Pissed Jeans – Honeys
Genre: Noise Rock/Punk
Pissed Jeans are a band whose sound is as dirty and self-depreciating as their name, and lash out a ridiculously even drunker and disorderly version of punk that can be traced back to The Jesus Lizard. Despite the noisy nature of their music, Pissed Jeans manage to fuse a good dose of catchiness into their sound. “Honeys” is their fourth album and their third on the legendary Sub Pop label.
The Pennsylvanian quartet have been around for nine years now and have released an incredibly impressive collection of albums so far, especially with their addictive last release “King Of Jeans”. However, there’s a change that becomes abundantly clear on “Honeys” within the first few tracks; the dry sarcastic and dire commentary that was signature to their sound has warped into a more seething and more dangerous level aggression. The band are still easily identifiable, this is not a big change, you’re not not going to recognise this as a Pissed Jeans album, but it does feel a more daring and angsty then previous efforts, which becomes clear with the first track alone.
Bathroom Laughter is an absolute drunken battering ram with it’s rumbling bass and opening drum roll, just before the vocals and guitars join in on the punk goodness. The track just brings forward a side you don’t often see with Pissed Jeans; there’s no sense of parody or joking cynicism but straight-up muddy punk aggression. The second track, Chain Worker, sort of follows suit but let’s up by slowing the tempo down to a hangover inspiring pace. Plus, the track is basically driven by vocals and bass alone for the most part while backed with fizzying feedback. Drums come in only on slamming injections like a fist banging on a table during a heated argument, which adds to the complete poisonous feel of the track, along with lines like “”My chain provides me with safety / So it always knows where I am”.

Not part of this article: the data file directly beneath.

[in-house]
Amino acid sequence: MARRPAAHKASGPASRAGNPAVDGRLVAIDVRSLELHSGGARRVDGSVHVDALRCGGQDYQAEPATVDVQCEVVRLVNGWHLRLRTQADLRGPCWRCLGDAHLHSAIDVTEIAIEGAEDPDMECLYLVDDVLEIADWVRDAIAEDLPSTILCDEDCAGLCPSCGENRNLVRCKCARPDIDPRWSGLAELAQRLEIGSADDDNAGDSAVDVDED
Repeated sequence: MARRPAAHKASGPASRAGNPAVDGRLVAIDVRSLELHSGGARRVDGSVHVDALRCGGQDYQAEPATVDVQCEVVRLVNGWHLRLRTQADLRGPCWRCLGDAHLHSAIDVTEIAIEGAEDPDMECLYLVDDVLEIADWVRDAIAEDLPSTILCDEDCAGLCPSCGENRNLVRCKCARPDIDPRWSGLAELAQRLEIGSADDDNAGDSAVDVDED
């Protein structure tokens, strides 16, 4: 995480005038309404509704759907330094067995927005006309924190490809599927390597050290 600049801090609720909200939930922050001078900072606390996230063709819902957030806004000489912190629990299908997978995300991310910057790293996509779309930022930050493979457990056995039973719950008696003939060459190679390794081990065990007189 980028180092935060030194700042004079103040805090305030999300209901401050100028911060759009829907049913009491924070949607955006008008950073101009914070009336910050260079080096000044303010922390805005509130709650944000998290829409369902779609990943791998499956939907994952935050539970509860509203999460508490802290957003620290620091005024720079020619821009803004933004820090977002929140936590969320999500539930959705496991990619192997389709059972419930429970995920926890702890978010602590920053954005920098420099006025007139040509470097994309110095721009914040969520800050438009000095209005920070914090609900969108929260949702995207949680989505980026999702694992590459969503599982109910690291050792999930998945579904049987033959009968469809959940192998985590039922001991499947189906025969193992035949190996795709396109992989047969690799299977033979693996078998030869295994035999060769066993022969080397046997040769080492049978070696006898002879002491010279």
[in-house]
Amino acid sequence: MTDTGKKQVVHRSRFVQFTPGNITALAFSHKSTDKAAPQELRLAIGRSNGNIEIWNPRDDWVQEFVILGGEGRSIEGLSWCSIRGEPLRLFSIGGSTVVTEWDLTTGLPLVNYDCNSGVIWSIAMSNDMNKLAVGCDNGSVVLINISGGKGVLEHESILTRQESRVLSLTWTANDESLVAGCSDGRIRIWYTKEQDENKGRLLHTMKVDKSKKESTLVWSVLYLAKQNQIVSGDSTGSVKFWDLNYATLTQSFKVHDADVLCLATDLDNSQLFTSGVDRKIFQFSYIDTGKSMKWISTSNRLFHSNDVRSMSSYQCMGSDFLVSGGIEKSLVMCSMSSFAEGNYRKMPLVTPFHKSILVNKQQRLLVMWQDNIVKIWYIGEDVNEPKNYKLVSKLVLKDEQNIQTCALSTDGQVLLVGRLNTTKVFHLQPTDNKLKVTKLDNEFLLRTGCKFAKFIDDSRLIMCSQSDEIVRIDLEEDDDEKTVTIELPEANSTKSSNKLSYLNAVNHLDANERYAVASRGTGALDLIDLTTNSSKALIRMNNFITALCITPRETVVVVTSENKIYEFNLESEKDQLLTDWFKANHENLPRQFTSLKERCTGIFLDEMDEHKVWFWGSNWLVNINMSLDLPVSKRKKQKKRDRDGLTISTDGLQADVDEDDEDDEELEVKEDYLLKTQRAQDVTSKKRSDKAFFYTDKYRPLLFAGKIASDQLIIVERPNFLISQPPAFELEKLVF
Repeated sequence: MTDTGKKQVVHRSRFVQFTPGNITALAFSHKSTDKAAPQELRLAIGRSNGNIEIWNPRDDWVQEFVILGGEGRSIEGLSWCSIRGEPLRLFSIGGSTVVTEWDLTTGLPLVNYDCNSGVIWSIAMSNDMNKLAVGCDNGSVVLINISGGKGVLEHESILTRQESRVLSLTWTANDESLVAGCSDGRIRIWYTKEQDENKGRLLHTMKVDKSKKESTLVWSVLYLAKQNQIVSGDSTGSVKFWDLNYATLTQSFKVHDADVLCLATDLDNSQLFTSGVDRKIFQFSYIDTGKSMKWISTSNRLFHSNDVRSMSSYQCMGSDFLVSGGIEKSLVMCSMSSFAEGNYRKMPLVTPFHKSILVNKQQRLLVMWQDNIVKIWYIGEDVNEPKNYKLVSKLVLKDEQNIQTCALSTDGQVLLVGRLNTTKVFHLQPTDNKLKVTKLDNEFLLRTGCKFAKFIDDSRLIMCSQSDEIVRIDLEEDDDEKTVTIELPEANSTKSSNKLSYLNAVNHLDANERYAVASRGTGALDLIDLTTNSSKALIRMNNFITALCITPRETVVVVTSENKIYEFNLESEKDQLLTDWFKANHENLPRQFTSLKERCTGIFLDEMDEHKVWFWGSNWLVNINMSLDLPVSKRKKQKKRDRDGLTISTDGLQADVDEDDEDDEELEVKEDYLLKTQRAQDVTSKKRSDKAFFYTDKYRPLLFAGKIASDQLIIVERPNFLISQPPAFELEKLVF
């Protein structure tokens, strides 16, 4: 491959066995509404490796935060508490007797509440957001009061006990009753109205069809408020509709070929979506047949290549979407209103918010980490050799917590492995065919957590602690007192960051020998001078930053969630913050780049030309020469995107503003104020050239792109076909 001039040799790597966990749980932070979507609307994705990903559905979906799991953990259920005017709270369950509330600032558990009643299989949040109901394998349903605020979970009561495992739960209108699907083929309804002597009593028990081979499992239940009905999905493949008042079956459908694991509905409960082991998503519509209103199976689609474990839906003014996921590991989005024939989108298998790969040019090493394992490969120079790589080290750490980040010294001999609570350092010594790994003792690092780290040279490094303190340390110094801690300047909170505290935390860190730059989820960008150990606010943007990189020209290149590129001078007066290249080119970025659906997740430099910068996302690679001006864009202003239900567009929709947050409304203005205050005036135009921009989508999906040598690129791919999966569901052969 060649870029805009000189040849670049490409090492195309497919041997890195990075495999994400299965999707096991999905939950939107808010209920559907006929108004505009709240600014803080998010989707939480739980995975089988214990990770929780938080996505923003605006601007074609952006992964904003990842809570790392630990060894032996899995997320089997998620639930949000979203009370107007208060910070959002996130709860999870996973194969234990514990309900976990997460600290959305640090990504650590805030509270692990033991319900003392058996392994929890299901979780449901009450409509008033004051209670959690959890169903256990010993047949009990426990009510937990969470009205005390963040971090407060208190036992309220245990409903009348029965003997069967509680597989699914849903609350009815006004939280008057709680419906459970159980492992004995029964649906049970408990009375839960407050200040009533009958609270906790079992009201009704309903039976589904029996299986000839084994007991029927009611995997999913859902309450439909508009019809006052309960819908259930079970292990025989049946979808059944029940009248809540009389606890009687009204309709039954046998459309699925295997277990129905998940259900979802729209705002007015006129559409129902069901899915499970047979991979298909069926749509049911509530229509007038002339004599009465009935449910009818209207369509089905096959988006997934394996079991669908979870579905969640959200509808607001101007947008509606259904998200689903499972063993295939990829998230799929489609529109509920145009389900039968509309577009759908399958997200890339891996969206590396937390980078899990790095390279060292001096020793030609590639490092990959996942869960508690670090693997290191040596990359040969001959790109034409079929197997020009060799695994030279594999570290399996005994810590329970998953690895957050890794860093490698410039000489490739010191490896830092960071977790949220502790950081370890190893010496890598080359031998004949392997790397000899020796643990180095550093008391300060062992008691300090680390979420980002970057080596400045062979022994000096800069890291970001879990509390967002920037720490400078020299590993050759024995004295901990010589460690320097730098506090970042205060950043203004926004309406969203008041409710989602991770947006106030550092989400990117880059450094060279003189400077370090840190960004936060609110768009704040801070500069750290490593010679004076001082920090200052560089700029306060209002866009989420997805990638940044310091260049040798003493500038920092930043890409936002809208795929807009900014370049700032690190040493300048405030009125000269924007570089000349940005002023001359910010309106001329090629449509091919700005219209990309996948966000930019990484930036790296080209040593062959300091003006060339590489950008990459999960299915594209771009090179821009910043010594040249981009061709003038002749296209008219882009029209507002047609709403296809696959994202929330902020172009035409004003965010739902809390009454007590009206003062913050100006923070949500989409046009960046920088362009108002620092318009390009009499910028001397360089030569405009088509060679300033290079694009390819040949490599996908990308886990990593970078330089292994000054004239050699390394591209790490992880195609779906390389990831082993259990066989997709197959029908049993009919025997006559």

However, the ending of Chain Worker morphs into Romanticize Me, which sounds like the usual Pissed Jeans with a particularly strong Iggy Pop vibe with its playfulness. Their’ usual sarcasm returns with lines like “So you waited wondering when I’d wake up / When it comes to sleeping I’m a talented man” and the chorus “Take all my faults and twist them in your hand / ‘Til I look like a sweet and thoughtful man / Ro-man-tuh-cize me”, which just inspires you to pull some snotty David Yow moves.
Vain In Costume ups the ante further by pushing the pace faster and an overall catchier sound, especially with the jumpy verse riff. Simply put, it would fit in perfectly on “King Of Jeans”. You’re Different (In Person) is full of frustration and disgust, sounding like a bad turn in a night full of alcohol, especially with the gravelly moaned vocals during the frothing build-up sections. Aside from the chorus “You’re different in person / I’m different in person”, the track does prove a little forgettable.